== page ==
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Tumor masses in distant organs or anatomic sites

1 T2-weighted or contrast-enhanced T1-weighted images.

2 Modified from [26]

Fig. 5. Endometrial cancer: stage IB. Sagittal (a) and coronal (b) T2 FSE of the uterus with distended heterogeneous endometrial canal. The tumor myometrial interface is irregular, a sign of superficial invasion or deep, > 50%, depending on penetration into the underlying myometrium.

Current recommendations for MR imaging in women with endometrial cancer include instances where:

- There is a high pretest probability for lymph node metastases (e.g., high grade tumor, papillary or clear cell tumor) (CT is equivalent)

- There is a high pretest probability for cervical invasion

- There is a need for multi-factorial assessment of my-ometrial, cervical and lymph node involvement.

The Ovary

The main role of MRI in evaluating ovarian abnormalities is that of tissue characterization [43, 44]. MRI is a problem-solving tool for determining the origin of a mass and providing information on its make-up.

Benign Conditions

The most commonly encountered benign ovarian condition is physiologic cysts. These are round, smooth-walled and lack solid elements or debris. These simple cysts are low in SI on T1-W sequences and get progressively higher in SI on T2-W images. Hemorrhagic cysts, which contain methemoglobin, tend to have high SI intensity on both T1- and T2-W sequences, whereas endometriomas are multilocular masses that are high in SI on T1-W sequences and show shading on T2-W sequences [45, 46] (Fig. 6). This shading reflects rebleeding into the cysts and consequently the presence of blood products of varying chronicity. T1-W fat-suppressed sequences improve the conspicuity of endometriomas [47, 48]. In one study, the sensitivity and specificity for detecting endometri-omas > 1 cm was 91% and 94%, respectively [49]. T1-W fat suppressed sequences also help differentiate fat-containing lesions (e.g., cystic teratomas) from blood-containing lesions [50] (Fig. 7).

Malignant Conditions: Ovarian Carcinoma

The sensitivity of MR for detecting adnexal pathology parallels that of US and CT, ranging from 87-100%. However, it is the tissue characterization potential of MRI that makes it robust for evaluating the adnexa [51]. In fact, for characterizing an ovarian mass as benign or malignant the accuracy of MR ranges from 8395% compared to US and CT, which range from 5388% and 66-94%, respectively [52-54]. In the largest prospective trial evaluating ovarian masses imaged with transvaginal sonography, MRI was more accurate than CT or Doppler sonography for diagnosing malignancy [55]. Once the diagnosis of malignancy is made, CT of the abdomen and pelvis is typically performed. The accuracy of CT and MR staging is comparable, approaching 90% [56]. Neither modality can supplant staging laparotomy because of their limited ability to detect small intraperitoneal implants, although MRI

Fig. 6. Endometriomas. Axial T1 without fat supression (a), T1 with fat suppression (b) and T2 FSE (c) of bilateral ovarian masses that retrain high signal intensity on the T1 fat-suppressed technique and demonstrate loss of signal shading, on T2 FSE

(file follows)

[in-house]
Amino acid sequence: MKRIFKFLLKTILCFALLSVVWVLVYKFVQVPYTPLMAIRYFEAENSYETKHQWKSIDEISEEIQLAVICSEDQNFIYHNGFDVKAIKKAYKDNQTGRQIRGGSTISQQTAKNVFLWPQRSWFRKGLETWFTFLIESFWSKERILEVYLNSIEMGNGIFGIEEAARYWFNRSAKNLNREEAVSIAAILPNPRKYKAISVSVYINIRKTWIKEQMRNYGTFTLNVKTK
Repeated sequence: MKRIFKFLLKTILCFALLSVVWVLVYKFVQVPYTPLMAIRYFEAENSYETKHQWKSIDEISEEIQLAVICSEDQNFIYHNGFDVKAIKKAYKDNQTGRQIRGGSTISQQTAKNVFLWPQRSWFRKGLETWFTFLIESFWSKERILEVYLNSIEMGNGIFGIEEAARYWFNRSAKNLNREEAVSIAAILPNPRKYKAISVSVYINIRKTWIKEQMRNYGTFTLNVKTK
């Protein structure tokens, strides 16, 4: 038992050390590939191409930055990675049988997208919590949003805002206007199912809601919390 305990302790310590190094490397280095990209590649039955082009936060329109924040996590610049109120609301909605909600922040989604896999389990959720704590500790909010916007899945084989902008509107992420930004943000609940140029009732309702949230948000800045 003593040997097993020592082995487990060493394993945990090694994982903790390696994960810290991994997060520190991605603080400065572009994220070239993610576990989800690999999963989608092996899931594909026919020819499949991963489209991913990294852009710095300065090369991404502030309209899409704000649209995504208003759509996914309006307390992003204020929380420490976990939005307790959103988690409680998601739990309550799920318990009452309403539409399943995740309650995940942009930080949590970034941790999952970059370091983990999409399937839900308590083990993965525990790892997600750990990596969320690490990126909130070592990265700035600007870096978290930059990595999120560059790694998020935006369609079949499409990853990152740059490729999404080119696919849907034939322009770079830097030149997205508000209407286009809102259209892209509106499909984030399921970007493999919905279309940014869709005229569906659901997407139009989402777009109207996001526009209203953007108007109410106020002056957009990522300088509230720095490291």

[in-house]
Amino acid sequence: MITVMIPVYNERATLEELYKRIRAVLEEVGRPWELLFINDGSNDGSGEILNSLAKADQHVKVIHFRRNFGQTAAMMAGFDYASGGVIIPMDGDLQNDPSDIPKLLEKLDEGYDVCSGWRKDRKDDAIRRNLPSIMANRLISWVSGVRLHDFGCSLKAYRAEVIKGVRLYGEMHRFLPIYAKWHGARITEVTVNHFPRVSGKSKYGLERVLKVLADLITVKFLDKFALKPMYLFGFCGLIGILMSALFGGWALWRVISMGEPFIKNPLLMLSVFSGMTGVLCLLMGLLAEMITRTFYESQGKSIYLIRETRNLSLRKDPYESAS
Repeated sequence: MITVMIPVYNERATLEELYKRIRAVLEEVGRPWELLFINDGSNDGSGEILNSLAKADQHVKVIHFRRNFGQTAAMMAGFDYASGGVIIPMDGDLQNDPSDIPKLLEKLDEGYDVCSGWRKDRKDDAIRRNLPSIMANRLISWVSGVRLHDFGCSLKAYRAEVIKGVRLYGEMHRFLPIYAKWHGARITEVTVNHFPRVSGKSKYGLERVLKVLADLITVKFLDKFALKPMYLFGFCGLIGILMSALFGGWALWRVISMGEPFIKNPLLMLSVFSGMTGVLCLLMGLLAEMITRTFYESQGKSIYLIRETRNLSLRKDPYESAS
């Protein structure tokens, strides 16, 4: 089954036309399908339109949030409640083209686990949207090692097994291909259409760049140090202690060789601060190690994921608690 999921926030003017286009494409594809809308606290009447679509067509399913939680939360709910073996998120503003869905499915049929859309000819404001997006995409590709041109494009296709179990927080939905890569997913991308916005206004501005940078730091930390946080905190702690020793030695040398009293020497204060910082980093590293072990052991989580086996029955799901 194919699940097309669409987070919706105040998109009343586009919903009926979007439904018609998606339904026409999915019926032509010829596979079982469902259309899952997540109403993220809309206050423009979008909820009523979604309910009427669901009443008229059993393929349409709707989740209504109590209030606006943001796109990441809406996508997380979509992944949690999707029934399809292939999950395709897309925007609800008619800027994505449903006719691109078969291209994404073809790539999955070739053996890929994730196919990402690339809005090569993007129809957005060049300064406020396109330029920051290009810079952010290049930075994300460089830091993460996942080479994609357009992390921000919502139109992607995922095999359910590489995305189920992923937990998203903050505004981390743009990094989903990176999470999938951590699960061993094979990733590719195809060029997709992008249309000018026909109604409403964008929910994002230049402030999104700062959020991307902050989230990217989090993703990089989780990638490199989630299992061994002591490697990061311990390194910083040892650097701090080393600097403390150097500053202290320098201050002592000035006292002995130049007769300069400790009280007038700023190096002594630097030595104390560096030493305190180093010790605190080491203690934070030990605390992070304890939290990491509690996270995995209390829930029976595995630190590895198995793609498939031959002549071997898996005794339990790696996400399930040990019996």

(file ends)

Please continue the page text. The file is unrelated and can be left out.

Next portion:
may aid surgical treatment planning. MRI is also adept at identifying patients with bulky non-resectable disease and can spare patients the morbidity of surgical staging. The positive and negative predictive values for

Fig. 7. Dermoid. Axial T1 without fat suppression, and T1 with fat suppression, of left ovarian mass. High signal intensity elements on T1 image without fat suppression fall in signal with the addition of chemically selective fat suppression

diagnosing non-resectability are 91% and 97%, respectively [57].

Ovarian cancers are typically large heterogeneous masses with both cystic and solid components (Fig. 8). Owing to their complexity, their SI on T1 and T2-W sequences is variable. Rather than predicting the exact histology of an ovarian cancer, the real strength of MRI is in suggesting whether or not a lesion is malignant. Both primary and ancillary criteria have been formulated for this determination. These criteria are up to 95% accurate in correctly characterizing an adnexal mass as benign or malignant [52]. Primary criteria include size greater than 4 cm, solid or predominantly solid lesion, wall thickness greater than 3 mm, septae greater than 3 mm, nodularity, and presence of necrosis. Ancillary criteria include involvement of pelvic organs or sidewall, peritoneal, mesenteric or omental disease, ascites and lymphadenopathy.

Fig. 8. Ovarian cancer. Axial (a) and sagittal (b) T2 SSFSE and sagittal gadolium-enhanced T1 with fat suppression (c) of complex ovarian mass. Incidental note is made of large anterior uterine corpus leiomyoma

Results of a multivariate analysis found that necrosis within a solid lesion, vegetations within a cystic lesion, ascites and peritoneal metastases are the features most predictive of malignancy [52].

Current imaging recommendations for MRI of the ad-nexa include:

- Evaluation of an equivocal or non-diagnostic transvaginal sonogram

- Characterization of a known ovarian mass

- Determination of resectability in women with the diagnosis of ovarian cancer.

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